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Digestibility in selected rainbow trout families and relation to growth and feed utilisation
Rasmussen, R.S.; Jokumsen, A. (2009). Digestibility in selected rainbow trout families and relation to growth and feed utilisation. Aquacult. Int. 17(2): 187-197.
In: Aquaculture International. Springer: London. ISSN 0967-6120, more
Peer reviewed article  

Available in  Authors 

    Digestibility; Growth; Proteins; Retention; Selective feeding; Salmonidae Jarocki or Schinz, 1822 [WoRMS]; Marine
Author keywords
    Rainbow trout; Digestibility; Selective breeding; Growth; Feedutilisation; Protein retention efficiency

Authors  Top 
  • Rasmussen, R.S.
  • Jokumsen, A.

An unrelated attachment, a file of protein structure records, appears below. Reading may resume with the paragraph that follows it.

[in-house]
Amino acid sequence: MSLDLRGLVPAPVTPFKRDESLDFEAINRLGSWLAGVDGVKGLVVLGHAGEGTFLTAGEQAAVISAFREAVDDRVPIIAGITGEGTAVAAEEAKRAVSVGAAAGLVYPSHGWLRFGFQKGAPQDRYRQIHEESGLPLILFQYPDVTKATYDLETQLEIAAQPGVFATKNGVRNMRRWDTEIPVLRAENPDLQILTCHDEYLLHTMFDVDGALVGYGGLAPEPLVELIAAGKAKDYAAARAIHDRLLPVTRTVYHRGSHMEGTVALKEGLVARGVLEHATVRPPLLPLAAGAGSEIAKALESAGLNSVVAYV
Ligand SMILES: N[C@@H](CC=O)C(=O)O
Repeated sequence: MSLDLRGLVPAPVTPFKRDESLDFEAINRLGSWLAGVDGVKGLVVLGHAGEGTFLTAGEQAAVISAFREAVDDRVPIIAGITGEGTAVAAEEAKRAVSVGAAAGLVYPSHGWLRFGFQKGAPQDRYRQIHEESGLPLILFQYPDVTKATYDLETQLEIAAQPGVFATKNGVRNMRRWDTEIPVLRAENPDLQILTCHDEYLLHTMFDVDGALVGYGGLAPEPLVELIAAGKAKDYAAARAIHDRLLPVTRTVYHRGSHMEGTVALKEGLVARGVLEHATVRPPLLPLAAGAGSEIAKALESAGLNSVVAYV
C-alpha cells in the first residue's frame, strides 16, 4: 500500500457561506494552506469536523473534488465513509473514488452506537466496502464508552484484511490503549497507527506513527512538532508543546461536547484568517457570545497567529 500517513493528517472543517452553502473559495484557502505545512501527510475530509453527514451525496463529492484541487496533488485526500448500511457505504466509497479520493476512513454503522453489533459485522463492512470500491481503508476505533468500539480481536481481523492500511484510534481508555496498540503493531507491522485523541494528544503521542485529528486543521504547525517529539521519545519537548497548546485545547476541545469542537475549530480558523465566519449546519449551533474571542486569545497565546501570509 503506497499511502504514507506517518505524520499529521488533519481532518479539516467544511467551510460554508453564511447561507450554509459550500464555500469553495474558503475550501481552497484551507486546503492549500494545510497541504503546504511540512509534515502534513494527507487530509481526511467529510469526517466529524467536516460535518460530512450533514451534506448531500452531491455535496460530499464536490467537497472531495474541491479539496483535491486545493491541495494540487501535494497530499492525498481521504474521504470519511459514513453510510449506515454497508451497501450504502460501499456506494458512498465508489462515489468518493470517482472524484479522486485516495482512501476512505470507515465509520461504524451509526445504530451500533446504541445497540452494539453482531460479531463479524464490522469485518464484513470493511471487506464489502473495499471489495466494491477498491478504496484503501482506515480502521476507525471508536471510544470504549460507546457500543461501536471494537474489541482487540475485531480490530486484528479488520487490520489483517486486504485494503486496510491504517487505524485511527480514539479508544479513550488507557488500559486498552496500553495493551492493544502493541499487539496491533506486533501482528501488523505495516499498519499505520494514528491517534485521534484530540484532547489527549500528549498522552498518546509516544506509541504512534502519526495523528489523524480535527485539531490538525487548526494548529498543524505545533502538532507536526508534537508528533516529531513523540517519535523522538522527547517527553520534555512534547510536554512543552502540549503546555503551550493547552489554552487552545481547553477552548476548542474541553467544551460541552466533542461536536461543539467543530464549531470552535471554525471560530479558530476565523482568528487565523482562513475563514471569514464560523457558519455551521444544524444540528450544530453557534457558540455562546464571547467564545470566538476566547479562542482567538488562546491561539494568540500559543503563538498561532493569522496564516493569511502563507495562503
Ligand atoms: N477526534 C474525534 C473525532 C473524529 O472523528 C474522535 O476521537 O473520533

Experiments have been carried out aimed at clarifying variations in the digestibility of dietary nutrients in rainbow trout families and studying how differences in digestibility may be related to growth and feed utilisation at various growth rates. The digestibility of protein, lipid, carbohydrates (nitrogen-free extracts, NFE) and dry matter was analysed in two experiments involving eight rainbow trout families [Ab, Ba, Cd, Dc (first study); V, X, Y, Z (second study)]. In the first experiment rainbow trout were reared for 128 days at 13.0°C, and in the second experiment, they were reared for 84 days at 16.8°C. In both experiments, the fish were fed ad libitum and reared from an initial weight of 70-100 g to a final weight of 500-700 g. When the fish reached a weight of approximately 200 g, some individuals were moved to another experimental system in which the digestibility of protein, lipid, nitrogen-free extracts and dry matter was measured. Taken as a whole, our results indicate that selective breeding still offers a large potential for improved growth and feed utilisation in rainbow trout strains. In the first study, family Dc showed a higher specific growth rate (SGR) than the other three families (P < 0.05), and family Ba showed a lower feed conversion ratio (FCR) than family Ab (P < 0.05); there were no observed differences in digestibility despite some differences in growth. In the second study, family Y grew faster than all of the other families (P < 0.05), and family Z grew faster than families V and X (P < 0.01). A comparable pattern was seen for FCR, with family Y utilising feed better than family V (P < 0.05), and families V, Y and Z performing better than family X (P < 0.001). Protein digestibility was higher in the two fastest growing families (Y and Z) than in the slower growing family X (P < 0.05), while lipid digestion was higher in family Y than in family V (P < 0.05). A comparison of the results from both experiments revealed that protein digestibility in particular was closely related to the SGR and the FCR at high growth rates. However, despite the advantageous protein digestibility on fish growth, analysis of the protein retention efficiency (PRE) showed that when protein was ingested in relatively large amounts, as in the fastest growing families, the "excess" nitrogen was excreted and therefore did not contribute to protein deposition in the fish body. Hence, the potential weight gain offered by improved protein digestibility does not materialise when the protein intake is above a certain level. Other factors must therefore explain the positive relation between fast growth and high protein digestibility.

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